Figure 1: Structure of Taurine

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   Historical Background Top


Taurine was first discovered as a component of ox (Bos taurus, from which its name is derived) bile in 1827; it had taken over a century before insights into its physiological functions were made. Early concepts of its physiological functions were provided in a study by Curtis and Watkins.[13] They demonstrated that taurine could be a neurotransmitter which was later supported by Davison and Kaczmarek.[14] Hayes et al. reported that cats fed a taurine-deficient diet developed central retinal degeneration. This report emphasized that taurine was essential in species that are unable to synthesize it, such as cats.[15]


   Properties Top


Antioxidant property

The useful effects of taurine as an antioxidant in biological systems have been attributed to its ability to stabilize biomembranes, to scavenge ROS, and to decrease the peroxidation of unsaturated membrane lipids.[16]. In addition, taurine scavenges HOCl produced by the activation of granulocytes, forming taurine chloramine, and thus may act as an indirect antioxidant.[17] Taurine has also been found to exert a protective role against the oxidative stress in the management of patients with chronic periodontitis.[18]

Anti-inflammatory property

Locally administered taurolidine (TRD) shows strong anti-inflammatory properties. In vitro, the effect of TRD and HOCl-treated TRD on peritoneal macrophages was compared with that of taurine-N-monochloramine (TauCl). TRD inhibits vascular permeability increased by inflammatory stimuli; it also significantly attenuates the influx of neutrophils into the peritoneal cavity, as well as the production of pro-inflammatory cytokines (tumor necrosis factor-alpha and interleukin 6 [IL-6]) by peritoneal exudate cells.[19]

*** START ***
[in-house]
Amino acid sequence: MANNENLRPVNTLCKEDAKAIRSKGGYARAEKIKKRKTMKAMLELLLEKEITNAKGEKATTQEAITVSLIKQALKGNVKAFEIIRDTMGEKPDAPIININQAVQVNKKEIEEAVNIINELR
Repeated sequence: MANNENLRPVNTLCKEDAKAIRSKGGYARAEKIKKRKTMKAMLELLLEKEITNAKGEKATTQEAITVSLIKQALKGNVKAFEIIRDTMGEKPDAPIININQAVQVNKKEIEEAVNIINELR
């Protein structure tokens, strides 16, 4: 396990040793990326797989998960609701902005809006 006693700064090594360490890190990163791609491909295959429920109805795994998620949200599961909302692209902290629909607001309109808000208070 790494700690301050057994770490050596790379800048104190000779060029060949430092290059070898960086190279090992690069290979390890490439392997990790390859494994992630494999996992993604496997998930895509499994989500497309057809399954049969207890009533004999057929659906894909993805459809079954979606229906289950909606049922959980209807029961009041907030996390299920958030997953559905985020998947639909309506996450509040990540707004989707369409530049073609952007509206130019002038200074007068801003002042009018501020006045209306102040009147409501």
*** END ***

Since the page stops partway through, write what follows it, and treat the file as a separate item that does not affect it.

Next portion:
Anti-apoptotic property

Taurine has positive effects on bone metabolism. Taurine has been found to inhibit serum deprivation-induced osteoblast apoptosis via the taurine transporter (TAUT)/extracellular signal-regulated kinase signaling pathway. In this study, the effect of taurine on apoptosis of mouse osteoblastic MC3T3-E1 cells was evaluated and a reduction of MC3T3-E1 cell apoptosis induced by serum deprivation was observed.[20]


   Functions of Taurine Top


Taurine as host modulatory agent